In this book review of Atomic Habits by James Clear, I explore the role that environment plays in making our habits stick. If you tend to start and stop new initiatives before they are complete, in this post, you’ll find inspiration to help you follow through on your biggest dreams.
While Atomic Habits does not give you a magical way to snap your fingers and have your dream life appear around you, it does the next best thing. It offers practical solutions for adopting and sticking with new habits that make the journey as enjoyable as the destination.
A new perspective
There are twenty chapters in this book and they are so value-packed, that I could probably do posts on each of them. Instead, I’m going to share the tactic that I was most inspired to implement immediately, found in Chapter Six. It is titled: Motivation is Overrated: Environment often Matters More.
Motivation is overrated? If you’re new around here, every business I’ve built was on the foundation of motivation. And now this guy James is telling me that there might be something else that’s more powerful— at least when it comes to adopting new habits: environment.
What you see is what you do
You’ll often hear people say, “I’m a very visual person.” And they’re right. According to James the most powerful of our sensory abilities is vision. The body has 11 million sensory receptors and 10 million of those are dedicated to sight. It’s no wonder that vision plays such a vital role in behavior change.
This may not seem like much of a revelation to you. Anyone who has ever tried to write an email from the kitchen counter while your kids are screaming, or attempted to take up jogging in the dead of winter knows that environment is a factor. It can make or break your success. Which is why Atomic Habits challenges you to rethink your circumstances, prompting you to switch from victim of your environment to architect.
Using creativity in tandem with Atomic Habits
This is where we creative people can have a lot of fun. I love the theatrics, so this suggestion prompted me to step into the role of a set decorator. How could I set things up so that I’d be prompted to take natural actions, without the agony of overthinking? Brainpower zaps us of our energy in the same way that physical exertion does. If we’re wasting it on small thoughts like, “are my yoga pants in the wash?” Or, “where did I leave my glasses,” we’ll have less energy left to do the important things.
If you want to take up a new habit, you need to create a visual queue. So that when you wake up and your eyes land on your Apple Watch, you think, exercise. Gotta close those rings. Gotta beat my sister in law in calories burned today. The more visual cues you are able to present, the easier it becomes.
Let’s rewind. You wake up, you see your Apple Watch, but you also see your workout clothes and sneakers already set up for you. And a full water bottle next to them. When you walk past your closet you see the dress that you’re going to wear to your High School reunion. The one that you will look fabulous in— even more fabulous if you stick to your workouts. When you pick up your phone you’re reminded of the awesome playlist you created to make your workout more fun, and you pat yourself on the back when you walk into the living room and see that you already moved the coffee table out of the way so that you have all the space you need.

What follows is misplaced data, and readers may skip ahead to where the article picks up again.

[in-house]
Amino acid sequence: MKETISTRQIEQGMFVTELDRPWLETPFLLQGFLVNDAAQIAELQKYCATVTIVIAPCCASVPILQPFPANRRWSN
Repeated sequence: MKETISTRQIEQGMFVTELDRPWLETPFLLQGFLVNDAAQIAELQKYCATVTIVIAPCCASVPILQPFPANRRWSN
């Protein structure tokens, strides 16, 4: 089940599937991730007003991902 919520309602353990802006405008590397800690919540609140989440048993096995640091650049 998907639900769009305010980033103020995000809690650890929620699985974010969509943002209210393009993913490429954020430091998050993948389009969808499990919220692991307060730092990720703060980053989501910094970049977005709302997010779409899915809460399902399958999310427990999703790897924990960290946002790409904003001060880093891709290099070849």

Making it feel normal
Each of these cues are triggers that make it feel more natural to complete your habit than to skip it. In the case of moving your coffee table, it’s going to feel like a waste of rearranging the room, unless you follow through on the reason that you took that action. To do your thirty minutes of strength training.
While you may begin to associate these small objects with working out (or whatever your habit is), the book makes it clear that our habits are not defined by the objects in our environment, but our relationship to them. Therefore, the more meaning you can assign, the more effective. Is your living room the place where you read, or where you do your workouts? If it has a dual meaning, you may want to seek out a different location. If not a gym, maybe your garage or basement. So that when you walk in the space, your natural inclination is to do pushups, not to get cozy.
The biggest takeaway in my book review of Atomic Habits
James says, if you want a habit that is stable and predictable, you need an environment that is stable and predictable, and I’m so excited to create mine. I have a new habit that I’m trying to implement and have some fun ideas on how to make adopting it more enjoyable, instead of something that I dread. You can find my new habit in the comments below.
While you’re there, drop me a line, and let me know what habit you’re going to begin pursuing. I can’t wait to read them!
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